In April 2010, NCUA board member Gigi Hyland released a white paper outlining the issues and opportunities inherent in nontraditional sources of capital. Hyland's paper, based, in part, on seven studies my organization released between 2001 and 2008, concludes, "Affording credit unions the ability to raise supplemental capital that counts toward PCA 'net worth' requirements is an appropriate policy consideration."
Our vast research on the topic makes the same conclusions based on policy analysis, field tests and examples of secondary-capital raising activities from credit unions located outside the U.S. and other types of cooperatives.
Yet, as reported widely by Credit Union Times and others, the possibility of advancing supplemental capital in today's political and economic environments may not be feasible. While the Filene Research Institute does not advocate one position or another in any policy studies, sometimes our research leaves little doubt about the appropriateness of certain proposals. To supplement the hard research, I thought I would share a personal experience I recently had with the concept of supplemental capital with another type of cooperative.
I am the board president at Williamson Street Grocery Cooperative in Madison, Wis. Willy Street Co-op, as it is affectionately known, has been around since 1974. We do $20 million in sales from a 9,500-square-foot retail store. Recently, we decided it was time to expand our retail footprint into a neighboring community. This expansion project will cost around $3.45 million, with funds coming from internal cash reserves, a credit union commercial loan and what we call "owner bonds." These bonds are what credit unions would refer to as subordinated debt. Our goal was to raise $600,000 in owner bonds in 60 days. We offered three varieties of zero-coupon bonds with three-, five- and seven-year maturities; interest rates ranged from 4.0% to 5.2%, and the bonds are sold in $200 increments. During a similar owner bond drive in 2001 for a store relocation, we raised approximately $450,000 from owners and paid back the capital with interest to every bondholder on time. After just 39 days of promoting this bond offering, Willy Street Co-Op sold $1 million in bonds, our board (and state government) authorized limit. The bondholders in past and current offerings do not have extra voting privileges as our voting structure remains one owner-one vote.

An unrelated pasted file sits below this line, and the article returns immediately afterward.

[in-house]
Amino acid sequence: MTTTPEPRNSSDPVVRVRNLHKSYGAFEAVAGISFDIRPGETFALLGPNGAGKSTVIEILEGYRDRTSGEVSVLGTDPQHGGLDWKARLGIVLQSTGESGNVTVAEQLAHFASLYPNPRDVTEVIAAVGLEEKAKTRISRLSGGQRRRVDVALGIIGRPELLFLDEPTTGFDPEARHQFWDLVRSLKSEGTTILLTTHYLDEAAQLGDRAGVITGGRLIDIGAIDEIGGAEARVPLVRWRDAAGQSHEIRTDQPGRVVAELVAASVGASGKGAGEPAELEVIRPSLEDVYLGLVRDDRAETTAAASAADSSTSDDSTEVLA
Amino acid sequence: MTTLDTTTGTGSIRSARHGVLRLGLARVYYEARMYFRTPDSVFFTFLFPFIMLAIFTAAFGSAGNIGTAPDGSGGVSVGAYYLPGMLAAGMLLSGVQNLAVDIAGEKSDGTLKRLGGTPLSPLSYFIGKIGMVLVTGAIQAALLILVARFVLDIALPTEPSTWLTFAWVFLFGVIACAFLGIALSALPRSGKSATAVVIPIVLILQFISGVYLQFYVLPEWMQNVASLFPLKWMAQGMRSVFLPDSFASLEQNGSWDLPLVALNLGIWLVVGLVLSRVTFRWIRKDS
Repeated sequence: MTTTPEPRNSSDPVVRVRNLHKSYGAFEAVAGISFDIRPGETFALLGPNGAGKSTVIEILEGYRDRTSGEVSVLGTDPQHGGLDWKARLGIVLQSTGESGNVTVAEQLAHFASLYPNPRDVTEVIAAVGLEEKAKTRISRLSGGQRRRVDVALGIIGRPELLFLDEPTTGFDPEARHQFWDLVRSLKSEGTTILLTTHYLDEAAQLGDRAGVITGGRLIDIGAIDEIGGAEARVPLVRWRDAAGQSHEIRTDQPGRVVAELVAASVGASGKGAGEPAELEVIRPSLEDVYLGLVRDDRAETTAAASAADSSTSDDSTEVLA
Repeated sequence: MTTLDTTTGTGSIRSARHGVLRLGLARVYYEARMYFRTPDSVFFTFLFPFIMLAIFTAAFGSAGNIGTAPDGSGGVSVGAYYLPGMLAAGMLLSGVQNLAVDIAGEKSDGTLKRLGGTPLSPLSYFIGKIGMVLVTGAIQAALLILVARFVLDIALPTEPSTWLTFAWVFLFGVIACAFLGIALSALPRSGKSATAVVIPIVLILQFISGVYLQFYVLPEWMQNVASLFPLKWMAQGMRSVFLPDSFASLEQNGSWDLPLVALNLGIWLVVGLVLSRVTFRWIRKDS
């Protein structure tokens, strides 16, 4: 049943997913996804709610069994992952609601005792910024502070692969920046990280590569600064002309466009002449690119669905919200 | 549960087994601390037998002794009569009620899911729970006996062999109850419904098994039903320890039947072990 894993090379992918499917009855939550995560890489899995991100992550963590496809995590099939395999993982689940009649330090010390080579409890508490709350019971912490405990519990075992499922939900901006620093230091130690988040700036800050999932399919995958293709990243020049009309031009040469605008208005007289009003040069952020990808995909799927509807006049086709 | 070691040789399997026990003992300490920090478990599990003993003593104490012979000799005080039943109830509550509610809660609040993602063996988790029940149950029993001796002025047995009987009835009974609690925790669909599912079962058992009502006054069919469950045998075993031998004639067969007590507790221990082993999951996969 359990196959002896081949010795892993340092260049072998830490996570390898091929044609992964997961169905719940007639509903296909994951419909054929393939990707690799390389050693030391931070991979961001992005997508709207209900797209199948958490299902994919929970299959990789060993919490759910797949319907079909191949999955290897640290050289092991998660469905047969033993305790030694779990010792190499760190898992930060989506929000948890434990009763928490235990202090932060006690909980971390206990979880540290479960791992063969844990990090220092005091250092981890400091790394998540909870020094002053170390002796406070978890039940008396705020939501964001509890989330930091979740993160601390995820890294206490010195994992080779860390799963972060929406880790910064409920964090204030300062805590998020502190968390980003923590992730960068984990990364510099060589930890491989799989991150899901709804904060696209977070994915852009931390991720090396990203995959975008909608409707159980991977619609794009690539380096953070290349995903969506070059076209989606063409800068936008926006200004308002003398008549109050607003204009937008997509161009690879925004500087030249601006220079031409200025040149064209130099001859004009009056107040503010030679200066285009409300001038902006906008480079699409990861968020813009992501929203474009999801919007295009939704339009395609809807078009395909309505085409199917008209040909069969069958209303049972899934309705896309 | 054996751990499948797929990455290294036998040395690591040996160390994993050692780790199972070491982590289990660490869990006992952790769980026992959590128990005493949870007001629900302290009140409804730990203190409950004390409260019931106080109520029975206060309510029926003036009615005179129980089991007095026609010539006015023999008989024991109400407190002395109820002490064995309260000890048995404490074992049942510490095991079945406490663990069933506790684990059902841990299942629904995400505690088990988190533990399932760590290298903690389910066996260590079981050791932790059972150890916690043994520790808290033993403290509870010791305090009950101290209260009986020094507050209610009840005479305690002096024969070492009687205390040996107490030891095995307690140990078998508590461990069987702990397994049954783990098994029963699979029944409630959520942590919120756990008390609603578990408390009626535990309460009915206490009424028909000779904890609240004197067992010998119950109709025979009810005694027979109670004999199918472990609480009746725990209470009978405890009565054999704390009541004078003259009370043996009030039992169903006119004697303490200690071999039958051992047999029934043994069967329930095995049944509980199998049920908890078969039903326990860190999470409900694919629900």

This experience is relevant for credit unions in a number of ways.
First, the issuance of uninsured debt financing is an appealing investment opportunity for cooperative owner-members. The expansion of a retail grocery cooperative is not what one would typically think of as an ironclad investment opportunity. Yet Willy Street Co-op quickly maxed out its bond offering. If positioned properly, credit unions, known as more conservative stewards of money, would likely be able to position similar, attractive capital instruments to members.
Second, we faced initial concerns that this supplementary capital would dilute the cooperative ownership structure. We are actually experiencing the opposite effect with Willy Street. Economic participation by cooperative owners is one of the tenets of the cooperative structure. We've heard from the hundreds of bond purchasing owners that the act of purchasing a bond actually gives them more of a feeling of ownership than when they simply shop the co-op.
Finally, Willy Street Co-Op's bond drive is a clear differentiator in a crowded marketplace. Like most communities, Madison has a lot of great grocers, and news of a new retail site is usually met with yawns. The fact that the individual owners of the co-op are putting up their personal savings as risk capital is causing the public to sit up and take note. Imagine the credit union corollary: U.S. credit unions, sometime in the future, could leverage similar drives for branch expansions, technology investments and other consumer friendly projects.
Retained earnings are the most traditional way to increase capital, but the argument for alternative capital is striking. Around the world and in other sectors of cooperatives, supplemental capital plays an extremely useful role in organizational health and growth. My experience with a small grocery cooperative in Wisconsin clearly indicates that supplementary cooperative capital is viable and useful.
Chief Research Officer
Filene Research Institute
Williamson Street Grocery Cooperative